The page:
It’s all to do with your timing

We’d love to hire you – just not right now.
I’m sorry, I’m just not ready for this relationship.
That joke is inappropriate!
I caught you in the nick of time!
That song moved me.
We got in just at the right moment.
You should have seen the look on their face!
Oh no I left it in the oven for too long!
Sorry we’re closed.
This steak is tough.
It was our anniversary yesterday, not today.
Oh my gosh, that’s so 1980’s.
Um, you missed out sorry.
Burnt toast.
I’m sorry. 

Timing rules our lives. From cooking an edible meal to a decent sleep, spending time at work versus with friends or getting a late payment fee, timing is the backbone of our day.It’s started and ended wars, started and ended relationships and created (and lost) riches.

Most timing is relatively innocuous; a coffee now or in ten minutes probably won’t matter. Other timing however is kind of a big deal. A speeding fine, missing the shops for dinner, running a red light and getting into an accident; you get the picture.

Building a newspaper or a DVD rental company right now is likely to be bad timing. Selling easter eggs right now is possibly bad timing. Proposing to the girl you met yesterday is probably bad timing. There’s no coincidence that movies and songs vying for awards are released to cinemas and radio stations just before their prospective ceremonies.

If your timing is just a moment off, it can mean the difference between victory and defeat. One step early or one step late could mean life or death. I think my mate Al Pacino in Any Given Sunday sums this up nicely.

From the boardroom to the dating dinner table, you can have everything aligned and you’re perfect on paper; you expect that you’ll be showering in victory any day now. So why doesn’t it always work out this way?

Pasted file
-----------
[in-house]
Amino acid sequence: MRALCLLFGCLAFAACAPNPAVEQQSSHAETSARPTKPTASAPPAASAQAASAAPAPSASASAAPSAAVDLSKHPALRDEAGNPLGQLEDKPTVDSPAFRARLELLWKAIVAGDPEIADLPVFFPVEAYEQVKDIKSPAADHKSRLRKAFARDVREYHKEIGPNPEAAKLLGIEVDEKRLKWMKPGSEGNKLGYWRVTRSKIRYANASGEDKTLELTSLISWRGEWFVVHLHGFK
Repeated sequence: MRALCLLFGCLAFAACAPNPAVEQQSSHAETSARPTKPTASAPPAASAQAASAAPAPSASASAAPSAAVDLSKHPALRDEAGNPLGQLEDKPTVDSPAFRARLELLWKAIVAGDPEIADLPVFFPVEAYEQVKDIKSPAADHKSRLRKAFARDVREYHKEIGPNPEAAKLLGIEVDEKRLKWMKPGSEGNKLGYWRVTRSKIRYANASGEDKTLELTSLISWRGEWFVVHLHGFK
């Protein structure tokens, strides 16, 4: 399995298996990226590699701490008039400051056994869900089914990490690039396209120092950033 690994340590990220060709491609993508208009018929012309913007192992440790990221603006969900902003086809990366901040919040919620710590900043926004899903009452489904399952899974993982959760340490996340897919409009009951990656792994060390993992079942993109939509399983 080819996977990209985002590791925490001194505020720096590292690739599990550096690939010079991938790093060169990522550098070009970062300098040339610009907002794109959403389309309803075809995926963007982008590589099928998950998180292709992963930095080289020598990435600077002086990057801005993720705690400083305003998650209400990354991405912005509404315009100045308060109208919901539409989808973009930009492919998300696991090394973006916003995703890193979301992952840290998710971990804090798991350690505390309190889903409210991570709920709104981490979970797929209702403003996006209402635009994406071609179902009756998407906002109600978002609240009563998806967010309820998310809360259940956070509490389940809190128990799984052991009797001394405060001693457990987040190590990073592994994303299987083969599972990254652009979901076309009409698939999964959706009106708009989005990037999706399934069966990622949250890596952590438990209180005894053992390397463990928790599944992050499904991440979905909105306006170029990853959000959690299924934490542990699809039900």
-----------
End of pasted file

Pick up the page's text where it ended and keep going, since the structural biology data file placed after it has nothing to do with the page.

Music might be the same few chords but it’s how it’s timed that creates the movement. Jerry Seinfeld built a career out of stating the obvious – he was just very good at timing his delivery. Steve Jobs was a master at timing his marketing pitch and revealing the product with maximum suspense.

Politics, advertising, business, pop culture, fashion and the arts are all about timing. Too much too soon is just as detrimental as too little too late. It’s a constant juggle to get the timing just right. Those who get it right (and whom we celebrate) also get it wrong; they just don’t focus too long on the times they got it wrong. Everyone else who gets it wrong, also get it right but these people let the failures dominate their world.

Sometimes there’s an obvious signature to timed success; sometimes it’s a complete leap of faith. Sometimes the product is perfect and the need is high, but people just aren’t ready. Do you wait? Do you move on?

One could argue that serendipity isn’t a phenomenon but rather just an alignment of timing and the ‘stuff.’ Poor timing doesn’t mean the stuff you did was ‘wrong’ or less valuable. Would you try again if I told you that your work was great but the timing wasn’t right?

When my watch battery died, it read 12:14 for about three weeks before I got it repaired. I still wore it due to force of habit and people would comment that my watch was wrong. I laughed and quipped that rather, twice a day, it was right on time.

If it feels like the planets are aligning for you, appreciate that you matched timing with the ‘stuff’. If it feels like they’re not aligning for you, just realise that the timing may not be matched with your ‘stuff’ at the moment.

With this knowledge, you can choose to shelve it until the timing is right, force things against their will to ‘make it work’, pivot slightly to align with the market (sometimes at the cost of originality) or focus on something completely different that would be better timed.

The fact timing exists is why you get that euphoric high when you get the last item on the shelf; it’s also the cause of the sleepless nights about the opportunity that was so close but fell short.

Timing will be regularly on your side, so embrace those moments. It’s important to celebrate your victories and share it with others. Don’t bask in your own glory indefinitely as it can be embarrassingly short-lived; instead humbly enjoy the acclaim.

Timing will also be regularly off side and you must embrace those moments too. This is why musicians keep practicing, sporting heroes get faster and why entrepreneurs get smarter. Don’t wallow in your own failure as it can be painstakingly long; instead humbly enjoy the lesson and get back on your horse.

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